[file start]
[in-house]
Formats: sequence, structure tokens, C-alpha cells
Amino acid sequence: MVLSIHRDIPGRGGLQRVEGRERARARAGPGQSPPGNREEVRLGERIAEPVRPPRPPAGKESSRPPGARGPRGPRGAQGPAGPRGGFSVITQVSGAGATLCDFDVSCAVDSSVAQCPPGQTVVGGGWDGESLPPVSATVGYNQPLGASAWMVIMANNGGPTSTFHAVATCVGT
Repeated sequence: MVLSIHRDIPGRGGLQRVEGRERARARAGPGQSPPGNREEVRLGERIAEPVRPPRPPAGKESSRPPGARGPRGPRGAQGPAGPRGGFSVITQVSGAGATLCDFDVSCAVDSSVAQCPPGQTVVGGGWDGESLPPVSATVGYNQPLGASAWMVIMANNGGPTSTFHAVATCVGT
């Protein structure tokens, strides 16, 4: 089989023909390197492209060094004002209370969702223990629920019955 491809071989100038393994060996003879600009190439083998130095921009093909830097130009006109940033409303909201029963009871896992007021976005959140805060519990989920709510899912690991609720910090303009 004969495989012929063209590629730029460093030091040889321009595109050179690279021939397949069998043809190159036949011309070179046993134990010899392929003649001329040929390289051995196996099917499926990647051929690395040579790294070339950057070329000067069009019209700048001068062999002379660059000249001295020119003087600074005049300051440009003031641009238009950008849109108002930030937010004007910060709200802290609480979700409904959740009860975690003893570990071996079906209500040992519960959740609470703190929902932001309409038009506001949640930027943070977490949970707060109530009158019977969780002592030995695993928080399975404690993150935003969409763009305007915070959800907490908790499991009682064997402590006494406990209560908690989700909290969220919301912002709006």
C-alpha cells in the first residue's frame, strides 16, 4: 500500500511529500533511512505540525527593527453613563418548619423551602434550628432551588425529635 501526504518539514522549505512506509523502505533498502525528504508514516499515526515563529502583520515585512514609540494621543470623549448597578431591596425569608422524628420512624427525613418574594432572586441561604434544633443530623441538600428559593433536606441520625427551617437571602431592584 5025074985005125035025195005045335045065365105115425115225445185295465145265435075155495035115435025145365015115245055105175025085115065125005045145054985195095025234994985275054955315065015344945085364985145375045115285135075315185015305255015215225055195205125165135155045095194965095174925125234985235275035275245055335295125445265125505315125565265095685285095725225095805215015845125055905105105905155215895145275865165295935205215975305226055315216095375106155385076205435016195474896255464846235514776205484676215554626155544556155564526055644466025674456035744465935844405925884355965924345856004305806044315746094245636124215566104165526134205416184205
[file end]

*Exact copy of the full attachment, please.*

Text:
[in-house]
Formats: sequence, structure tokens, C-alpha cells
Amino acid sequence: MVLSIHRDIPGRGGLQRVEGRERARARAGPGQSPPGNREEVRLGERIAEPVRPPRPPAGKESSRPPGARGPRGPRGAQGPAGPRGGFSVITQVSGAGATLCDFDVSCAVDSSVAQCPPGQTVVGGGWDGESLPPVSATVGYNQPLGASAWMVIMANNGGPTSTFHAVATCVGT
Repeated sequence: MVLSIHRDIPGRGGLQRVEGRERARARAGPGQSPPGNREEVRLGERIAEPVRPPRPPAGKESSRPPGARGPRGPRGAQGPAGPRGGFSVITQVSGAGATLCDFDVSCAVDSSVAQCPPGQTVVGGGWDGESLPPVSATVGYNQPLGASAWMVIMANNGGPTSTFHAVATCVGT
């Protein structure tokens, strides 16, 4: 089989023909390197492209060094004002209370969702223990629920019955 491809071989100038393994060996003879600009190439083998130095921009093909830097130009006109940033409303909201029963009871896992007021976005959140805060519990989920709510899912690991609720910090303009 004969495989012929063209590629730029460093030091040889321009595109050179690279021939397949069998043809190159036949011309070179046993134990010899392929003649001329040929390289051995196996099917499926990647051929690395040579790294070339950057070329000067069009019209700048001068062999002379660059000249001295020119003087600074005049300051440009003031641009238009950008849109108002930030937010004007910060709200802290609480979700409904959740009860975690003893570990071996079906209500040992519960959740609470703190929902932001309409038009506001949640930027943070977490949970707060109530009158019977969780002592030995695993928080399975404690993150935003969409763009305007915070959800907490908790499991009682064997402590006494406990209560908690989700909290969220919301912002709006």
C-alpha cells in the first residue's frame, strides 16, 4: 500500500511529500533511512505540525527593527453613563418548619423551602434550628432551588425529635 501526504518539514522549505512506509523502505533498502525528504508514516499515526515563529502583520515585512514609540494621543470623549448597578431591596425569608422524628420512624427525613418574594432572586441561604434544633443530623441538600428559593433536606441520625427551617437571602431592584 5025074985005125035025195005045335045065365105115425115225445185295465145265435075155495035115435025145365015115245055105175025085115065125005045145054985195095025234994985275054955315065015344945085364985145375045115285135075315185015305255015215225055195205125165135155045095194965095174925125234985235275035275245055335295125445265125505315125565265095685285095725225095805215015845125055905105105905155215895145275865165295935205215975305226055315216095375106155385076205435016195474896255464846235514776205484676215554626155544556155564526055644466025674456035744465935844405925884355965924345856004305806044315746094245636124215566104165526134205416184205